Eagles Greatest Hits - Volume 2 ... The Hits Just Keep on Coming...Or Do They?

Mar 25, 2002 (Updated Apr 6, 2002)
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Rated a Very Helpful Review

Pros:More great hits. Noticeably more energetic rock sound. Great vocals all around.

Cons:Not every song will be to your liking...

The Bottom Line: 10 more songs. 10 more hits. 10 more reasons to enjoy the musical talent of The Eagles...


Last time out, I took a look at The Eagles: Their Greatest Hits 1971-1975, a compilation of songs that I called one of the finest 'Greatest Hits' collection of all time - by any band. Looking to strike lightning twice, the Eagles released their Greatest Hits - Volume 2 in 1982. Based on their growing popularity and fame, Greatest Hits - Volume 2 was extremely successful. Yet while it contains quite a number of bona fide 'hits', it doesn't quite match up to the near perfection of their first volume of songs.

By this time in the career of the Eagles, the infamous inner turmoil, artistic battles, and general disagreements were running rampant - and would eventually do in the band. Randy Meisner, one of the lead singers, was kicked out of the band after their multi-platinum Hotel California was released, and Don Henley was already beginning to focus on his solo career, rather than the continuation of the band as a while. The addition of Joe Walsh on lead guitar certainly helped the band move into a considerably more 'rocking' sound - which no doubt also led to some dissension among the ranks.

Regardless of how each of these problems affected the group, good, solid and enduring songs were still produced, although perhaps not quite to the level and proclivity of their earlier works. The Eagles Greatest Hits - Volume 2 consists of the following songs:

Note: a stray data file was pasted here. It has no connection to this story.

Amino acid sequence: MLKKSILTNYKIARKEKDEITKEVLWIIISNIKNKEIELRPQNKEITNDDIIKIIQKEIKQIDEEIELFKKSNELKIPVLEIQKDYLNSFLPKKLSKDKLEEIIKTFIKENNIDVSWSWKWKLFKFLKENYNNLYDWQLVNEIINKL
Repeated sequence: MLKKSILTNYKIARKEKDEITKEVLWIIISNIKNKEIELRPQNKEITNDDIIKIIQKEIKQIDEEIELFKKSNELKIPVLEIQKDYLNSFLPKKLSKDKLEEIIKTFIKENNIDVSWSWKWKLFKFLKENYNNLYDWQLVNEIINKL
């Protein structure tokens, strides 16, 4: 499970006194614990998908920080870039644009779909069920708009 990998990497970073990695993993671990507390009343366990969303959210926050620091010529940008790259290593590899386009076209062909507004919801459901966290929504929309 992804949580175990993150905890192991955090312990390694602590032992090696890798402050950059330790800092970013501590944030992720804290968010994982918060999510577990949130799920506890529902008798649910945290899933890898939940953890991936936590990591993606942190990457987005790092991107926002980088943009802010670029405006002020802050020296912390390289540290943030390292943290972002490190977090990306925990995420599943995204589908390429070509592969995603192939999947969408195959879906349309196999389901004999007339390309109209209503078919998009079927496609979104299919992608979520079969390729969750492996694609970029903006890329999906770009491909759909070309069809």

1. Hotel California - Originally from Hotel California
While this may be the Eagles hands-down most popular and wide reaching song that they ever produced, it is clearly (to me, at least) not a prime example of the typical music they were more apt to produce. Still, Hotel California with all of its psychedelic imagery behind some nicely executed melodies is a song that has received continuous airplay on most rock stations and is, and always will be, identifiable as the song from the Eagles. Interestingly enough, I find myself skipping over this song when I have the CD spinning - if only because I've been over-exposed to it over the years and it's become a little tiring. Perhaps it's just me...

2. Heartache Tonight - Originally from The Long Run
With it's catchy introduction of percussions and electric guitars, Heartache Tonight starts off nicely and never lets up. Another (how many are there?) song about the perils of love, the Eagles take a simple, yet effective beat behind good lyrics to produce an immensely enjoyable song. This one rocks - and it shows the 'harder' direction that the Eagles were now taking.

3. Seven Bridges Road (Live) - Originally from The Eagles Live
This is the only live song that appears on this collection, and it's a gem. The song begins acapella and then is later joined by two acoustic guitars - playing very faintly in the background. If nothing else, this song showcases the vocal talents of the band. It's a very easy-going tune with so-so lyrics, but it is a joy to listen to. A nice break in what is to come from the rest of this greatest hits collection.

4. Victim of Love - Originally from Hotel California
This is perhaps my favorite song by the Eagles. The opening ripping guitar chords are superb, yet controlled. Henley's vocals are just perfect. And the song, hey what do you know - about love - tells an interesting, if not warped story. This is what the Eagles do best. Simple songs that they bring to the next level by introducing catchy chords and rhythms that make for an instant hit. In my opinion, this is one of their finest 'rock' songs.

5. The Sad Cafe - Originally from The Long Run